As one of PWL's leading in-house 'mixmasters', Phil Harding's production talents were a major factor in crafting and honing Mel & Kim's sound, and he has produced countless classic remixes for many artists within - and outside - 'The Hit Factory'. Today, Phil splits his time between his extensive recording projects and his many guest lectures, at various Universities around the UK, where he shares his knowledgeable insights from the music production and sound engineering fields. Despite his hectic schedule, Phil found the time to sit down and chat with melandkim.com about his memories and thoughts on the Mel & Kim productions.

 

 

 

Hi Phil, thank you for agreeing to share your recollections. 

 

It's a pleasure. 

 

The Chicago House vibe used with Mel & Kim (or 'London House', as it was dubbed) stands out from the more familiar style used with many of the later PWL artists.  What influenced this direction for the girls?

 

You know, I’ve only recently discovered that some people ended up calling our commercialised hybrid of the Chicago House sound,'London House'. That sound was introduced into the building by Pete Tongand it was Pete Waterman who picked up on it as a great vehicle for Mel & Kim. The first track the guys did with the girls was called System, which had an RnB/Soul sound, but Pete persuaded Nick East (MD of Supreme Records) that we should do a fresh track using this Chicago sound - even though System was at the manufacturers being pressed, ready for release! People often think there was only one sound (in PWL) but in the early days, we used to flit between doing the HI NRG sounds at 120 bpm-plus, on the Divine & Hazell Dean records, then we were also doing some RnB/Soul stuff at around 96 bpm, with people like Princess. That Chicago House sound that we used with Mel & Kim was a new sound for PWL, and it added a great energy.

Pete's decision to change the girls' debut at such a late stage was a risky move, not least as Showing Out is far from typical in it's construct.

 

Yes, Showing Out is an unusual song. It’s not really a verse, bridge, chorus pop song. Its lots of bits, and sections with quirky melodies, put together, which was really unusual. When something like that [the London House sound] came along, Pete would always encourage all of us - and in particular, Mike and Matt - to be more commercial than the records we might have been listening to. I remember how quickly we turned Showing Out around. When Pete put System on hold, it was very much - how quickly can we record Showing Out, get it mixed, get it mastered onto vinyl, and out to the clubs?  I have a memory of hearing it on Capitol Radio, in London, only two weeks or so after it came out of the studio, which was an incredibly fast turnaround for those days.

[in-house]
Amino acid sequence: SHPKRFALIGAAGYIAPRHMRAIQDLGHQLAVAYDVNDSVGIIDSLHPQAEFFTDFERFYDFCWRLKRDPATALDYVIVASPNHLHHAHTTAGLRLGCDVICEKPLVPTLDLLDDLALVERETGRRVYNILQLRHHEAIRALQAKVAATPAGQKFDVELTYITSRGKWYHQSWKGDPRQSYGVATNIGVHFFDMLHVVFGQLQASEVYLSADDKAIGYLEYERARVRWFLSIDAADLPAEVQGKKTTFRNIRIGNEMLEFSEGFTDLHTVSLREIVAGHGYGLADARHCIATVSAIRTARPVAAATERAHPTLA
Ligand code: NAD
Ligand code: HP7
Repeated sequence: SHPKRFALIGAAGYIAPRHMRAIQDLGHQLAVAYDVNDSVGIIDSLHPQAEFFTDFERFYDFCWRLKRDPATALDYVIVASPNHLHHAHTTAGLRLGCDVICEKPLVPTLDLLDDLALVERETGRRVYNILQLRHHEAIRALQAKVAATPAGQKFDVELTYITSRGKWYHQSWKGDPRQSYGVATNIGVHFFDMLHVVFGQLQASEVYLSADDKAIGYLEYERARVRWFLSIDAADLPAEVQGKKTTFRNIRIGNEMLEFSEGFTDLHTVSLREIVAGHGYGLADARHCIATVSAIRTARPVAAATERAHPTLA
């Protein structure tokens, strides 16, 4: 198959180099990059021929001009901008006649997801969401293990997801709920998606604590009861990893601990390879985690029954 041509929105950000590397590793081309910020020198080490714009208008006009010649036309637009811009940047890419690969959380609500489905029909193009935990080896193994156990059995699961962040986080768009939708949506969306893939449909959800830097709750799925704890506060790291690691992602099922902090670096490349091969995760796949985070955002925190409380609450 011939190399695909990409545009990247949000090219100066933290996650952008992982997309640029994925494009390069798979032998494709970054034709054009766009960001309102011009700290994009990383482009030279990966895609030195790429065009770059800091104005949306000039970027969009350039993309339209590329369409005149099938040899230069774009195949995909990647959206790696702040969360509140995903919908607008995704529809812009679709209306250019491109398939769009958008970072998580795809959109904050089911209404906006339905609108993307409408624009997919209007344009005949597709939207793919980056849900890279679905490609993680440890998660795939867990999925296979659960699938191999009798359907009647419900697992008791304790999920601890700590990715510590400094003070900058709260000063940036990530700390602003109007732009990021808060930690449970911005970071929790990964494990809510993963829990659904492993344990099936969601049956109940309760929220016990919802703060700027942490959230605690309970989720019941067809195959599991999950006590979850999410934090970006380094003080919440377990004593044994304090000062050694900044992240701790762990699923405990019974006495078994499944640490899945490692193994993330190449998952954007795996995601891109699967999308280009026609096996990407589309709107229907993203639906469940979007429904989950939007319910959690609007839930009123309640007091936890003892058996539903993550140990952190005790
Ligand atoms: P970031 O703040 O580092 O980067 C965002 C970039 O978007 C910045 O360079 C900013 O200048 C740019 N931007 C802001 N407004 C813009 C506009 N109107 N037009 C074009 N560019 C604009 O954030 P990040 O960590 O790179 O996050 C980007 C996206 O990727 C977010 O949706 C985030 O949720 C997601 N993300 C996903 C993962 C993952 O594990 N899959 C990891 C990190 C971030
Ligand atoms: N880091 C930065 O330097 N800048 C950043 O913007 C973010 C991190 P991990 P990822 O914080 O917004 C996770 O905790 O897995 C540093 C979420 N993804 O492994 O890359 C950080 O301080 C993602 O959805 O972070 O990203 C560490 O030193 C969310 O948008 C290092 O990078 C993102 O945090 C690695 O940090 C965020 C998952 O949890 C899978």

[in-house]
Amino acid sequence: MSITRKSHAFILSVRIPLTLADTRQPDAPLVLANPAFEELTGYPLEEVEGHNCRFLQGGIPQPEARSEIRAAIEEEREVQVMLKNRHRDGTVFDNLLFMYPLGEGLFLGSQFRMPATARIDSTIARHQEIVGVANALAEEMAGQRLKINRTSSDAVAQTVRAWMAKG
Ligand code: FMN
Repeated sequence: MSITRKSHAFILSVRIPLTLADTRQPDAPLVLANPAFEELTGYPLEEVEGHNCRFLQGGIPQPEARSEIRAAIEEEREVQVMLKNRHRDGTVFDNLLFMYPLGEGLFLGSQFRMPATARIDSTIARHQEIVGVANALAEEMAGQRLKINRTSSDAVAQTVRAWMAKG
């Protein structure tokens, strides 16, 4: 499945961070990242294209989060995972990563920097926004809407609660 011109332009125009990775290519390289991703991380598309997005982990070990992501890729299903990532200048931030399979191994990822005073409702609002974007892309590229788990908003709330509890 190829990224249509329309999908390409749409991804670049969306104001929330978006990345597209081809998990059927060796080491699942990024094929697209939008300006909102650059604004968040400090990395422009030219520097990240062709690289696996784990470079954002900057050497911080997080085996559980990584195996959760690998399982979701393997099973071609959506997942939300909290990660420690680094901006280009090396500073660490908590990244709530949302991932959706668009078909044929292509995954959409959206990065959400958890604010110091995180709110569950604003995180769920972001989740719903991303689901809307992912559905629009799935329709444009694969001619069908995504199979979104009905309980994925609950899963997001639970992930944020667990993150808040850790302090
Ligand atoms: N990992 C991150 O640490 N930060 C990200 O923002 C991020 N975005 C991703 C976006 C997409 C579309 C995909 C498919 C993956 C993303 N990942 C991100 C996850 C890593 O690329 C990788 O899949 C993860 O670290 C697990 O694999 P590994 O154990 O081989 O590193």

Showing Out was one of the first house tracks to really crossover onto commercial pop radio, and it led the way for many others, yet it still has a sound all of its own.  

 

Definitely. I would call Showing Out ‘quirky pop’. Its almost a novelty record. The synth line sounds almost like a kid's toy tune, but it’s very effective. Some of those early Chicago House records were just designed for the clubs, and I think that’s why Showing Out really stands out from what came before it - and even what came after it. I don’t think that the early Chicago house records were as appealing as Showing Out, and for the London D.J.’s (both radio and club), it was like, 'wow, this is something a little more palatable that we can play on daytime radio. Of all the Mel & Kim tracks I mixed, Showing Out is definitely the standout - more so than Respectable, and I still think it's a good sound now.

Regarding Showing Out, can you help to shed some light on the online rumour that it was originally written for Bananarama?

 

No, it was definitely written for Mel & Kim and, as I said, very quickly, so I can't see how there could have been any consideration of giving it to Bananarama. The only connection would be the fact that Pete Tong was with London Records, and Bananarama were his act at that label. London Records would have probably hoped that Pete would have done his first Chicago House style sound record for Bananarama, but that's the only connection that I can think of. Talking of rumours connected to Showing Out, obviously, we’ve also got the famous rumour/credit that Jamie Bromfield came up with that title (Showing Out). Jamie was the assistant engineer, and apparently, one of the girls asked him what he was doing at the weekend, and he replied, ‘I’m showing out!’ Whether Mike and Matt really took the title from that is a good question. You should ask him, as he seems to have a really good memory.